I think Arvind Kejriwal and the Aam Aadmi Party (AAP) have come up with a ‘revolutionary’ suggestion: leave the problems of the country to God and hope for the best. I was watching an AAP spokesperson seriously endorsing this premise. The economy, she said, is not doing well. Why should we not seek divine intervention to put it right? After all, the vast majority of us are religious. Lakshmi and Ganesh are revered deities in the Hindu pantheon, and stand for wealth and well-being. Their pictures on our currency notes are bound to put the economy back on the rails, and bring prosperity to all of us.
AAP has hit a goldmine, because there are enough gods and goddesses in Hinduism to bring us success in almost any field of endeavour. For instance, to boost agricultural productivity, and redeem the unfulfilled promise to double farmers’ incomes, the only policy intervention necessary is to ask farmers to pray to Devi Annapurna, the goddess of food and nourishment. Kartikeya, son of Shiva and Parvati, is worshipped as the God of War. The ministry of defence needs to just emblazon his portrait on all arms and equipment, to guarantee our victory in war. The worship of Kamadhenu, the goddess to protect cows, is enough to transform the largely pitiable condition of our bovine population.
Similarly, the ministry of renewable energy could make Vayu, the god of wind, its mascot for success; the forest department could worship Aranyani, the goddess of the forests, to improve its functioning; the ministry of water resources could adopt Varun, the god of water, rain and the seas, to better achieve goals; the meteorology department could pray to Indra, the god of rain and thunder, to make its prophecies more accurate; the ministry of environment could appeal to Bhumi, the earth goddess, to make India less polluted; and the ministry of power could adopt the portrait of Surya, the god of energy and light, to boost electricity generation. Nothing more needs to be done.
What is sickening is that politics of this nature is based on the assumption that Hindus are mentally deficient. In other words, they have no mind of their own, no ability to assess proposals on merit, no knowledge of what the real remedies to existing problems are, and no sense of what the true priorities of governments should be. They are just cannon fodder to be seduced by any proposal that pays lip service to their gods or their religion. If that happens, they will forget whatever their real grievances or expectations are, and flock like dumb sheep to the highest bidder for their religious beliefs, even if these bids are patently populist or unworkable.
This attempt to belittle Hindus is a serious affront to their status as the legatees of a highly evolved and discerning civilisation that goes back to the dawn of time. To see them as helpless and unthinking puppets twitching inertly at the transparently cynical tug of every puppeteer of competitive Hindu politics, is insulting. Moreover, it devalues the profound scope and depth of Hinduism. We revere our gods and goddesses because they stand for certain deep spiritual truths, within the larger context of Hindu philosophy. To use these deities for such cheap stunts is a slap on the face of a great religion underpinned by an even greater degree of cerebration.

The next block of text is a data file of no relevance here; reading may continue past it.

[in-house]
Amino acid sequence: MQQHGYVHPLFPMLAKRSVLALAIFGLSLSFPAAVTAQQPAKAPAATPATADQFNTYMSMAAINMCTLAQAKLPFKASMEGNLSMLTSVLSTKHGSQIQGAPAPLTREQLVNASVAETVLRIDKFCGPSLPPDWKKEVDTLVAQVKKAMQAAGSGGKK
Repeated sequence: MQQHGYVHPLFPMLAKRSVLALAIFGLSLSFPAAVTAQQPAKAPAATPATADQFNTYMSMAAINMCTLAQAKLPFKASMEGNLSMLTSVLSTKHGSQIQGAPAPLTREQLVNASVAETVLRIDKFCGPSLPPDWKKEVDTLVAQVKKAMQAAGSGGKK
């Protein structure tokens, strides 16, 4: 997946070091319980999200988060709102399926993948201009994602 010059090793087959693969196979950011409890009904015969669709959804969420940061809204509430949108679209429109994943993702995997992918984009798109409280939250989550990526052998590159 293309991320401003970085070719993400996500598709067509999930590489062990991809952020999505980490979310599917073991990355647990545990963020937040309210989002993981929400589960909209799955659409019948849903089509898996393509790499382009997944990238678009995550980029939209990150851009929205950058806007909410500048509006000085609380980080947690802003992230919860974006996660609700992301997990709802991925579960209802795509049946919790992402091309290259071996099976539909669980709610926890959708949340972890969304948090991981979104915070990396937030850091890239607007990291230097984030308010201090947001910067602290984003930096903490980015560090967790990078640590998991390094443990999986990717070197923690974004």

Essentially, religious politics of this nature is a return to primitivism. When, millennia ago, humans had just begun to organise themselves into settlements and tribes, their knowledge was limited, their organised planning fledgling, and their vulnerability to elemental forces which they could not predict or understand, very high. Then, they had to depend solely on gods and goddesses for protection. Today, in the 21st century, when India is planning a trip to Mars, to argue that we should helplessly embrace that same kind of primitivism, is not only ridiculous but would invite outright derision in any modern nation.
Religion and philosophy are one thing, superstition and delusion quite another. Let us not make a mockery of a nation that has enshrined in the Constitution the Fundamental Duty “to develop the scientific temper, humanism and the spirit of enquiry and reform” (Article 51A h). Also, please don’t give the bogus argument that science and religion are interlinked. They are — and I have written at length in my book, Adi Shankaracharya: Hinduism’s Greatest Thinker — on how modern science is validating the seminal insights of our ancient seers and sages, but not at this cheap level of trivialising one and debasing the other.
The real patent for Hindutva politics lies with the BJP. AAP’s imitation can only be a photocopy. Nobody respects photocopies, especially when they represent an extraordinary bankruptcy of ideas. Unfortunately, power has become the only god for politicians today. On the altar of this expedient worship, the good sense of ordinary citizens is being mocked.
Pavan K Varma is a former diplomat, an author and a politician. The views expressed in this article are those of the author and do not represent the stand of this publication.
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